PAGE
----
This is the most common thing I hear from people about my diagnosis of dementia, and is possibly the most common others with dementia talk about. Even some people with dementia say it to me; yes, even when they themselves know how insensitive it is to hear it said. It is an odd conundrum, and one that we all have our own way of dealing with. It is also for many of us, especially in the first few years of hearing it, upsetting and feels quite like an additional burden we have to deal with. No one ever accused me of not having other illnesses, and it is indeed mildly disturbing still that people with dementia constantly have to deal with this.
The late Richard Taylor used to carry a letter from his specialist doctor in his wallet, and even then was often accused of faking the letter. Christine Bryden sometimes shows her own brain scans in her power point presentations, calling it her ‘credibility slide’, and even then has reported having people accuse her of stealing the images! I have regularly been accused of lying about the diagnosis or my doctor being wrong, and now always simply suggest the person comes with me to my next neurologist appointment and offend my doctor themselves. Often, it is one of my doctors own colleagues!
Some people say, if you happen to remember something during a conversation, “see, you don’t have dementia after all!” This is also another reason why we need to get rid of the myths of dementia, and the constant impression that is all about memory loss. We have Memory walks, Memory cafes, Memory clinics, and so on, as if it is ALL about memory loss. A friend and colleague of mine from Scotland Agnes Houston has written a booklet about the sensory changes many of us have caused by our dementia, and too often, as these are invisible to others, they are not believed anyway.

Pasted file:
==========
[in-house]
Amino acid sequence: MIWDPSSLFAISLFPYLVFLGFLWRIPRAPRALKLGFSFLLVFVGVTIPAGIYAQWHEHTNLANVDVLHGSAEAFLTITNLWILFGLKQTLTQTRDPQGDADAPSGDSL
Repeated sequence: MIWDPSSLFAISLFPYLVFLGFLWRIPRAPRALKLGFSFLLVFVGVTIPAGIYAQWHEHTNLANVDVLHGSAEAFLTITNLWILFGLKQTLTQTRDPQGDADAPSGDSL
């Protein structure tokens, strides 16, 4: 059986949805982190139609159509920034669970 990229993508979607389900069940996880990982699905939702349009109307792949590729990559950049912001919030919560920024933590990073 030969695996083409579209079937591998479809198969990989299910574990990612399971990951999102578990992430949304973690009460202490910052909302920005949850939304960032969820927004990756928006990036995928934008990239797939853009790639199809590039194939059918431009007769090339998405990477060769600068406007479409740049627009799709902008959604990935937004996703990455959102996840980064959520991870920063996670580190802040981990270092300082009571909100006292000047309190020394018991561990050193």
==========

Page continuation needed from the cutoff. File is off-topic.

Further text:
When I was in Scotland recently, I was interviewed on BBC Scotland television, along with a lovely chap, Professor Craig Ritchie, an academic and doctor in dementia. Afterwards, he said to me, he had a bit of a light bulb moment whilst listening to me. I had talked about how we are mostly all getting diagnosed much earlier in the disease process, but being treated as if we are end stage; he realised that this is indeed true, but what has happened (or rather not happened) is that we are still being ‘treated’ or ‘managed’ as if we are all late stage.
With the push for earlier diagnosis, in reality most of us are in a much earlier stage of our dementias, but the health care sector has not yet caught up with that fact!
It seems clear to me, that until we change the post diagnostic pathway to one that is re-abling, proactive and rehabilitative, and supportive of our disabilities, as well as get rid of Prescribed Disengagement®, then nothing will change for any of us; the public misperceptions will continue, the continuing insensitive comments like ‘but you don’t look like you have dementia will continue, and will the push towards dependence on the health system for our care will simply continue.